CONTROVERSIAL plans to make high-profile rugby matches in Ireland free-to-air were last night scrapped by the new Government.
The Irish Rugby Football Union (IRFU), which had mounted a high-profile campaign against the Green Party's proposals, welcomed the announcement by Communications Minister Pat Rabbitte.
A decision to abandon the plans was taken by the Fine Gael-Labour Government at Cabinet yesterday.
The idea had previously been mooted by former Communications Minister Eamon Ryan.
Mr Ryan's proposals prompted a massive fallout last year, with Fianna Fail TDs claiming the free-to-air move would be "disastrous" for the professional game.
The Green Party politician -- who lost his seat in February's general election -- became increasingly isolated by his coalition partners.
At the height of the controversy, after the plans were first revealed in the Irish Independent, the IRFU predicted it would suffer loses of up to €12m if the body was compelled to ensure the matches were broadcast free of charge on the likes of RTE or TV3.
While the Six Nations is available free of charge on RTE until 2013, because it won the broadcasting rights, the Heineken Cup is broadcast live on Sky Sports, which viewers must pay for.
Under the Green Party's proposals, both competitions would have been added to a free-to-air list which would have guaranteed they would be broadcast free of charge in the future.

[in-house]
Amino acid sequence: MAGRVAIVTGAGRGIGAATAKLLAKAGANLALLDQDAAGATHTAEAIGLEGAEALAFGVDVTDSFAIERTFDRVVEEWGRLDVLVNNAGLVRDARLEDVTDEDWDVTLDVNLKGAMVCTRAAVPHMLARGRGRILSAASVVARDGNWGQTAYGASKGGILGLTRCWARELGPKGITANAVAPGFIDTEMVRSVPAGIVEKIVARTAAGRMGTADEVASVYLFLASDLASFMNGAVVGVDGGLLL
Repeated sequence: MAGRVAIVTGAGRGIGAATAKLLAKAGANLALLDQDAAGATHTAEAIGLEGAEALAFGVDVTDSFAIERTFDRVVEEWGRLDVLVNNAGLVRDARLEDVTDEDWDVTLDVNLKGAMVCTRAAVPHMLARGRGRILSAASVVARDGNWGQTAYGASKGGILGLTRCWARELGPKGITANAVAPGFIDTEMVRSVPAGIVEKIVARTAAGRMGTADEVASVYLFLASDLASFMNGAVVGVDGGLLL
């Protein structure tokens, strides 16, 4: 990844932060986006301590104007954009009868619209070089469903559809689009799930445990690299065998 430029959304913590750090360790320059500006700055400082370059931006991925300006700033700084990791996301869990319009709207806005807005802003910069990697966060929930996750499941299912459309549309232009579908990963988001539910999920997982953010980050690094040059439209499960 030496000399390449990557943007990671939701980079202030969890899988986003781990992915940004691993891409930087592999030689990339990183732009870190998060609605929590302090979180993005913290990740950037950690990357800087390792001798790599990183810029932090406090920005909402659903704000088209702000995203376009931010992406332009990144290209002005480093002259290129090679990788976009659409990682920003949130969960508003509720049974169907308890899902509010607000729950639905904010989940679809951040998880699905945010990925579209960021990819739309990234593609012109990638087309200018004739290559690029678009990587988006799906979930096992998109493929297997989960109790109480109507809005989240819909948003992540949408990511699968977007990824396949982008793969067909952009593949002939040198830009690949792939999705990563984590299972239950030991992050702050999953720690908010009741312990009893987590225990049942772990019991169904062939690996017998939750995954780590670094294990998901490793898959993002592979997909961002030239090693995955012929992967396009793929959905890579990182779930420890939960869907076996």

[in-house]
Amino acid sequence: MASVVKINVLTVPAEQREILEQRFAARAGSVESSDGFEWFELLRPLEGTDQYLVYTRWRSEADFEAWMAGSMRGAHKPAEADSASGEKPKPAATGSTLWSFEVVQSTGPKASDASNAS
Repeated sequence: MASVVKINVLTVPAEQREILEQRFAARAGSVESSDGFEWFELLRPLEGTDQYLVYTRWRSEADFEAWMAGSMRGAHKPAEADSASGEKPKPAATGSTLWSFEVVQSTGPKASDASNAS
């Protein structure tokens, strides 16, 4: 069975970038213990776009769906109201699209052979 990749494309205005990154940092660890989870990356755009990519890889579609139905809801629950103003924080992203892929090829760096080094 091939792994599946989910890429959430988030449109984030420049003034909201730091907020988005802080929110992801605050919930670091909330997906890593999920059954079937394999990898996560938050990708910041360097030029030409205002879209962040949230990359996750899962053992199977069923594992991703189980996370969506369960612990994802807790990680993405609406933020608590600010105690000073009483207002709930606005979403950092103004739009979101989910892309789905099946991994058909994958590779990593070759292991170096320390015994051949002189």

Announcing his decision last night, Mr Rabbitte said a balance had to be struck which ensured the "financial viability of sports as well as the maximum access for viewers".
And he stressed that the Six Nations was still shown live by RTE. If this was ever proposed to change, Mr Rabbitte said he would intervene.
"A broad spectrum of support existed for the current list while a range of other events had been the subject of submissions as part of the public consultation," Mr Rabbitte said.
"However, after considering all factors, I decided to continue with the designation of the current list of events, on the same basis, and not to add any events to that list."
Last night's decision brings the long-running saga over the lucrative broadcasting rights to an end. It means that Sky Television, which has held the rights for the Heineken Cup since 2007, will continue to bid for and broadcast games involving Irish teams.
A spokesman for the IRFU said it welcomed Mr Rabbitte's decision as the proposals from the Green Party had represented "one of the biggest threats to the survival and development of the game".
However, Mr Ryan told the Irish Independent he had "real concerns" that a huge audience, including those on lower incomes, would be excluded from watching rugby.
And he claimed there was a "real prospect" that Sky would in the future move to buy the rights to the Irish games in the Six Nations.
"I approached this from a rugby supporter's point of view, even though the IRFU disagreed with that. There's an important question here in terms of social policy and it was that social dimension I was concerned about," Mr Ryan said.